Sunday, June 04, 2006
Time for Bravehearts
People are often known to say and act the opposite of what they think and believe. This is a sign of weakness, as we don’t want to become targets of the anger of someone who is in a position to hurt us, perhaps even destroy our lives. We also seem to need to save our face. In politics this is an everyday fact. Did all the senators and house representatives really believe in the reasons presented for the invasion of Iraq? Surely Colin Powell knew he was fabricating facts when he spoke in the U.N. about the weapons of mass destruction; he is an intelligent person, after all. How can every member of one political party support the same idea, and all in the other oppose it? Why are we not allowed to say what we really think?
It takes a brave person to stick his/her neck out and speak the truth. In the story “Emperor’s New Clothes” it was a child, who hadn’t yet learned to be a coward, who finally spoke up. During the Nazi era most Germans publicly supported the country’s policies, even if in their hearts they might have been appalled by them. During the Cold War, Americans were taught to despise every communist on the globe, most of whom had no choice but to believe in their own political system. Today’s Palestinians automatically hate their Israeli neighbors: the brave ones talking about peace are few and always live in fear for their lives.
Every day we are faced with situations that are less than ideal, often harmful and in a long term destructive. These may be as diverse as the national problem of discrimination, such as in immigration or other ethnic issues, lack of health insurance, or an intolerable atmosphere at the workplace. A person in a position to help remedy the situation may, in a private conversation over coffee or a drink, admit the problem and say that something ought to be done about it urgently, yet contradict himself by giving a very different viewpoint to the media the next day.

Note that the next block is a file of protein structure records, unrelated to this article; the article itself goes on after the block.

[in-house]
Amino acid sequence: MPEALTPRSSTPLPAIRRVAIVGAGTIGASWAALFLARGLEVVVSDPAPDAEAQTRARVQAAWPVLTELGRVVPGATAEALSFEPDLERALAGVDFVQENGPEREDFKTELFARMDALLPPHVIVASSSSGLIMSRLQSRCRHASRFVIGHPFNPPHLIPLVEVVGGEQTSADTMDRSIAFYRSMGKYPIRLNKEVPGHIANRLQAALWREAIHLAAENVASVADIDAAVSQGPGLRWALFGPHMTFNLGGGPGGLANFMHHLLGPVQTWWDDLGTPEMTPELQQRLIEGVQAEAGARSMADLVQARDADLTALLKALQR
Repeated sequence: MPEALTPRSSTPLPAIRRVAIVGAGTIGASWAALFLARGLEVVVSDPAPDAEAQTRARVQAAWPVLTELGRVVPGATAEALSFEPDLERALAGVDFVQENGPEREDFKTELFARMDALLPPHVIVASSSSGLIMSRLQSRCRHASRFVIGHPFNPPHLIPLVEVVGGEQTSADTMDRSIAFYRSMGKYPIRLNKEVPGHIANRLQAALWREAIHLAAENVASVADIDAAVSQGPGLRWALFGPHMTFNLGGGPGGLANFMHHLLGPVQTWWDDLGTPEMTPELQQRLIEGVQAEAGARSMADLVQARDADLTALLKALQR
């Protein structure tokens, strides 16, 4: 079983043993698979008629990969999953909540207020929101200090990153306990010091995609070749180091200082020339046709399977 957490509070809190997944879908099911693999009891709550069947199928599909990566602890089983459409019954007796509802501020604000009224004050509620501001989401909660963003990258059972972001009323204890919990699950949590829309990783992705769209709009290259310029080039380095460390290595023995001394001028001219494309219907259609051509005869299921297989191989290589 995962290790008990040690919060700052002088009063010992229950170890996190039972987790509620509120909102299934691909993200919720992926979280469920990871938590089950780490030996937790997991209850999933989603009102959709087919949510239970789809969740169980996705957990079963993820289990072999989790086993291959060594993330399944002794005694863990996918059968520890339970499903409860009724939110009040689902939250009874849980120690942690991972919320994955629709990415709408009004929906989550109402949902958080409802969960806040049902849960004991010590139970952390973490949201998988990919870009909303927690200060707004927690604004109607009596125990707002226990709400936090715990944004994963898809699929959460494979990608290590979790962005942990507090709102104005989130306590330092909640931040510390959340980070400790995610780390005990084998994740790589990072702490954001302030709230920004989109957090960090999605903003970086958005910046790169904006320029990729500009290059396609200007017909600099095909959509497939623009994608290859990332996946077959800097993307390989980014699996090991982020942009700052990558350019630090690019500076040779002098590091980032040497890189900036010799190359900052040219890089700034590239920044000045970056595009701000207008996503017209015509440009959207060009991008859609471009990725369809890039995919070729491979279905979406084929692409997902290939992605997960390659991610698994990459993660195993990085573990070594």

People are reluctant to act alone and it takes time to build the momentum needed to act as a unit. Mass demonstrations do happen, and although they seldom bring immediate results, they don’t go unnoticed, and are often effective in the long run. They eventually brought an end to the war in Vietnam, and have resulted in troops being withdrawn from Iraq by many ‘coalition’ countries. In a workplace results can happen faster if the employees have the courage to stick together for a worthy cause. Surely they will be threatened, both individually and collectively, but in the end the employer will realize that the business cannot go on without the willing participation of the workforce. The more specialized the jobs are, the harder it is to replace workers.
We need strong leaders to help us protect our rights and improve our lives, and we need courage to stand up for what we believe is right. Threats are likely to remain empty, if people stay firm and united. It is easy to be a coward and only care about one’s own paycheck, rather than admit that something has to be changed for the benefit of all. But let’s be optimistic: even the Cowardly Lion finally overcame his fears and became brave, saving Dorothy and the magic world of Oz.